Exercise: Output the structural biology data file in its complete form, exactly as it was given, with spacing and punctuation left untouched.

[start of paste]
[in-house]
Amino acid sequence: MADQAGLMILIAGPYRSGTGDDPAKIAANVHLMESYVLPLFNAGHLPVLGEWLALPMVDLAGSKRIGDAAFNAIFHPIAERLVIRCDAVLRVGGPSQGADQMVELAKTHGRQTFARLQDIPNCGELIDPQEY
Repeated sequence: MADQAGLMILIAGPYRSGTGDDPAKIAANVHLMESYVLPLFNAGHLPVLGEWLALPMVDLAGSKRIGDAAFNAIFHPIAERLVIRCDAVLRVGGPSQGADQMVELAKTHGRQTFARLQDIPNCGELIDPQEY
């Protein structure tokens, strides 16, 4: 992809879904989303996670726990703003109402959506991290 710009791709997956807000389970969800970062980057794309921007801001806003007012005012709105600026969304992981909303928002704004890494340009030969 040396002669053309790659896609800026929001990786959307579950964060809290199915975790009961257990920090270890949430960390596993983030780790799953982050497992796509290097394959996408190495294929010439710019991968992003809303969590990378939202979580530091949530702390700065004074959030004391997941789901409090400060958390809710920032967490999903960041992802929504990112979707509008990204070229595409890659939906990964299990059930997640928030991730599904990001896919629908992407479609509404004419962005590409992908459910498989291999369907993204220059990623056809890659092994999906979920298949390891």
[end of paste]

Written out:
[in-house]
Amino acid sequence: MADQAGLMILIAGPYRSGTGDDPAKIAANVHLMESYVLPLFNAGHLPVLGEWLALPMVDLAGSKRIGDAAFNAIFHPIAERLVIRCDAVLRVGGPSQGADQMVELAKTHGRQTFARLQDIPNCGELIDPQEY
Repeated sequence: MADQAGLMILIAGPYRSGTGDDPAKIAANVHLMESYVLPLFNAGHLPVLGEWLALPMVDLAGSKRIGDAAFNAIFHPIAERLVIRCDAVLRVGGPSQGADQMVELAKTHGRQTFARLQDIPNCGELIDPQEY
């Protein structure tokens, strides 16, 4: 992809879904989303996670726990703003109402959506991290 710009791709997956807000389970969800970062980057794309921007801001806003007012005012709105600026969304992981909303928002704004890494340009030969 040396002669053309790659896609800026929001990786959307579950964060809290199915975790009961257990920090270890949430960390596993983030780790799953982050497992796509290097394959996408190495294929010439710019991968992003809303969590990378939202979580530091949530702390700065004074959030004391997941789901409090400060958390809710920032967490999903960041992802929504990112979707509008990204070229595409890659939906990964299990059930997640928030991730599904990001896919629908992407479609509404004419962005590409992908459910498989291999369907993204220059990623056809890659092994999906979920298949390891």